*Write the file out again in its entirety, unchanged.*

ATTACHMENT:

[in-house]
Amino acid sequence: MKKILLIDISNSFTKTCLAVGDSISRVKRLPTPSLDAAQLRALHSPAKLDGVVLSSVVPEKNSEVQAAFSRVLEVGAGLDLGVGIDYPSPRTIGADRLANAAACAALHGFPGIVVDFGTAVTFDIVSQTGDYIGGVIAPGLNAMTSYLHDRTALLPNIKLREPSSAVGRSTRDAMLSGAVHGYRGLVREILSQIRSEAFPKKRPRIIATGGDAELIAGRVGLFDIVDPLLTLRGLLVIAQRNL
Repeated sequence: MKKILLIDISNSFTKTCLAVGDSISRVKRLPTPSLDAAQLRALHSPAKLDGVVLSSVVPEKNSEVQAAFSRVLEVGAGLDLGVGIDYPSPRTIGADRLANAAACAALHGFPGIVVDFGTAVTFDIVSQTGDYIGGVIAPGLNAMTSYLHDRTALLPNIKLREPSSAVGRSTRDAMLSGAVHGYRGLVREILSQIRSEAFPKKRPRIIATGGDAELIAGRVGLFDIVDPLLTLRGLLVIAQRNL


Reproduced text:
[in-house]
Amino acid sequence: MKKILLIDISNSFTKTCLAVGDSISRVKRLPTPSLDAAQLRALHSPAKLDGVVLSSVVPEKNSEVQAAFSRVLEVGAGLDLGVGIDYPSPRTIGADRLANAAACAALHGFPGIVVDFGTAVTFDIVSQTGDYIGGVIAPGLNAMTSYLHDRTALLPNIKLREPSSAVGRSTRDAMLSGAVHGYRGLVREILSQIRSEAFPKKRPRIIATGGDAELIAGRVGLFDIVDPLLTLRGLLVIAQRNL
Repeated sequence: MKKILLIDISNSFTKTCLAVGDSISRVKRLPTPSLDAAQLRALHSPAKLDGVVLSSVVPEKNSEVQAAFSRVLEVGAGLDLGVGIDYPSPRTIGADRLANAAACAALHGFPGIVVDFGTAVTFDIVSQTGDYIGGVIAPGLNAMTSYLHDRTALLPNIKLREPSSAVGRSTRDAMLSGAVHGYRGLVREILSQIRSEAFPKKRPRIIATGGDAELIAGRVGLFDIVDPLLTLRGLLVIAQRNL